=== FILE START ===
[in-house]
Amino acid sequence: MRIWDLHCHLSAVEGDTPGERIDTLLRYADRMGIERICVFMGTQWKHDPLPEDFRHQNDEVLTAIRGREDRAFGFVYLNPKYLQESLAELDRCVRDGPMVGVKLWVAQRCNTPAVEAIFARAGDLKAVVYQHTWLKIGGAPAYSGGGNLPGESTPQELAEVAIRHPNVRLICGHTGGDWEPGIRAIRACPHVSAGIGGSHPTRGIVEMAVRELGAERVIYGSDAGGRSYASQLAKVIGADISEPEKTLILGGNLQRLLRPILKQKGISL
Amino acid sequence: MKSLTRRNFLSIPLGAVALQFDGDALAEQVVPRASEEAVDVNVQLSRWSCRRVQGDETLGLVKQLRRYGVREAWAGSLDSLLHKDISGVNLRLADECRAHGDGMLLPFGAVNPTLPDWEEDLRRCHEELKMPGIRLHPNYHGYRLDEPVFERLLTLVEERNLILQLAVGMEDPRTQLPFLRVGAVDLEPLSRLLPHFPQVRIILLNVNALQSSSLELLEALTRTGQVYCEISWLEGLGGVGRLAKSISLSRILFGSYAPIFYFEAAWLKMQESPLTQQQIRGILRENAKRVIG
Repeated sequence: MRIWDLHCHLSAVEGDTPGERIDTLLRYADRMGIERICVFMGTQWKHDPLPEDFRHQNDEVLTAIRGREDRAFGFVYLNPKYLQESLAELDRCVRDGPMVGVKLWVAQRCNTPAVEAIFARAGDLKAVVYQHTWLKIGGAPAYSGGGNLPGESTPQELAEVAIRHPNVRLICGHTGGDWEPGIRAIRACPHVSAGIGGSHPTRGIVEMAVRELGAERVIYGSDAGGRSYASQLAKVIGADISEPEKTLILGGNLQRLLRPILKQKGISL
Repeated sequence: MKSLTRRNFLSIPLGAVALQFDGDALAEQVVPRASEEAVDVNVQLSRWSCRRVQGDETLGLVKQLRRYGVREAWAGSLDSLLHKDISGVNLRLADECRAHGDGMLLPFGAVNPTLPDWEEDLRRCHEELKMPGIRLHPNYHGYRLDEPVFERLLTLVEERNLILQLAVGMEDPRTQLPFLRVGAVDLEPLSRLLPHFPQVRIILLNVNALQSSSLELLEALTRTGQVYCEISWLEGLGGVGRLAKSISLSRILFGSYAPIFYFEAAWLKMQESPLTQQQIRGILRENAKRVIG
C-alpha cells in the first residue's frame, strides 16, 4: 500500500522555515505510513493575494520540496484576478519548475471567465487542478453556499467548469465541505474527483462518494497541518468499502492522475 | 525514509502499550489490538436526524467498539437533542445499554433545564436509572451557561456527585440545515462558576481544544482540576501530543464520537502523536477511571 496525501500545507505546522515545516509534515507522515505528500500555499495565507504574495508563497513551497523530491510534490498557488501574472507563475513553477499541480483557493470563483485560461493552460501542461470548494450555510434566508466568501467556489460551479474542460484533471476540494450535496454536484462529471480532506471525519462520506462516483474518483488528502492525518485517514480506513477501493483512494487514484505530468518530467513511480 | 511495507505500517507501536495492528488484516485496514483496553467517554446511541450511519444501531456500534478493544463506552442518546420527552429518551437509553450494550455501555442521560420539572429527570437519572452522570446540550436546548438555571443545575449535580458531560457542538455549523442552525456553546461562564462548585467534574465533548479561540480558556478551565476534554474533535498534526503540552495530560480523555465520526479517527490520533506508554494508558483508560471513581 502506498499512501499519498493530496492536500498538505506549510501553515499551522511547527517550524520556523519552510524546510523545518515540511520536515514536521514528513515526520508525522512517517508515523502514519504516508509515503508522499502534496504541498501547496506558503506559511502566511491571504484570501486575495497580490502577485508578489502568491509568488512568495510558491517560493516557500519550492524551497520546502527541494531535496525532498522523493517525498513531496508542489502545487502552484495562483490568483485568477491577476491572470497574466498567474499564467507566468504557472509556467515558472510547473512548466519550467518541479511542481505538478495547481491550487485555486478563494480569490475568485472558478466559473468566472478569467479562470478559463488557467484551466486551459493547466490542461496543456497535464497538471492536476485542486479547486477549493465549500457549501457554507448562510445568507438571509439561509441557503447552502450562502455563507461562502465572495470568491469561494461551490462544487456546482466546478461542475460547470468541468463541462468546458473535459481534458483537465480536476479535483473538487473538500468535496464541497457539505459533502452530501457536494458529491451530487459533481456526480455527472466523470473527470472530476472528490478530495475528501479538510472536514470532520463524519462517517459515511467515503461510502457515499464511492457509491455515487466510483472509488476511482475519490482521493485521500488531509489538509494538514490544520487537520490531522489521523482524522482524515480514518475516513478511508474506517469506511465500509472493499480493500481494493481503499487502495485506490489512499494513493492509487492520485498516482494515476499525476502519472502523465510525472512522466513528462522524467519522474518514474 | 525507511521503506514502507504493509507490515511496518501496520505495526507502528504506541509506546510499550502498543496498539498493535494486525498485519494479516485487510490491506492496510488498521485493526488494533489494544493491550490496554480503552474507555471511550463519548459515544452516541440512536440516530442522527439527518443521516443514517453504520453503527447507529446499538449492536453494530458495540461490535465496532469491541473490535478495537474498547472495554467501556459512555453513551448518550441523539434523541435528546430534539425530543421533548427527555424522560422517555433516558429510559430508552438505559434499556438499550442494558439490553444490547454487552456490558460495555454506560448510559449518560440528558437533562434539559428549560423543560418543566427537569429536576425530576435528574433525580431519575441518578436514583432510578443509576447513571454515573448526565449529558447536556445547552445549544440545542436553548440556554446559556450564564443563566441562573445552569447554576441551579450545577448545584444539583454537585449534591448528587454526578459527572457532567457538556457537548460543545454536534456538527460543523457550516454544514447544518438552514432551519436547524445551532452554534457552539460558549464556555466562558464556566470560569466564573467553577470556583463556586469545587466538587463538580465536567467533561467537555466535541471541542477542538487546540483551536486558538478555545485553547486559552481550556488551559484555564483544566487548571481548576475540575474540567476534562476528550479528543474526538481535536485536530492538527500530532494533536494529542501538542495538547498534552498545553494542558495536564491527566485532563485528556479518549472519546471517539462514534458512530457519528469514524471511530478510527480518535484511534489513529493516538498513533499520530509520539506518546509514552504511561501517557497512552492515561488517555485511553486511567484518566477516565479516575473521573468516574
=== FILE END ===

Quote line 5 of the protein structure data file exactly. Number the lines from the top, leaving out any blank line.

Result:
Repeated sequence: MKSLTRRNFLSIPLGAVALQFDGDALAEQVVPRASEEAVDVNVQLSRWSCRRVQGDETLGLVKQLRRYGVREAWAGSLDSLLHKDISGVNLRLADECRAHGDGMLLPFGAVNPTLPDWEEDLRRCHEELKMPGIRLHPNYHGYRLDEPVFERLLTLVEERNLILQLAVGMEDPRTQLPFLRVGAVDLEPLSRLLPHFPQVRIILLNVNALQSSSLELLEALTRTGQVYCEISWLEGLGGVGRLAKSISLSRILFGSYAPIFYFEAAWLKMQESPLTQQQIRGILRENAKRVIG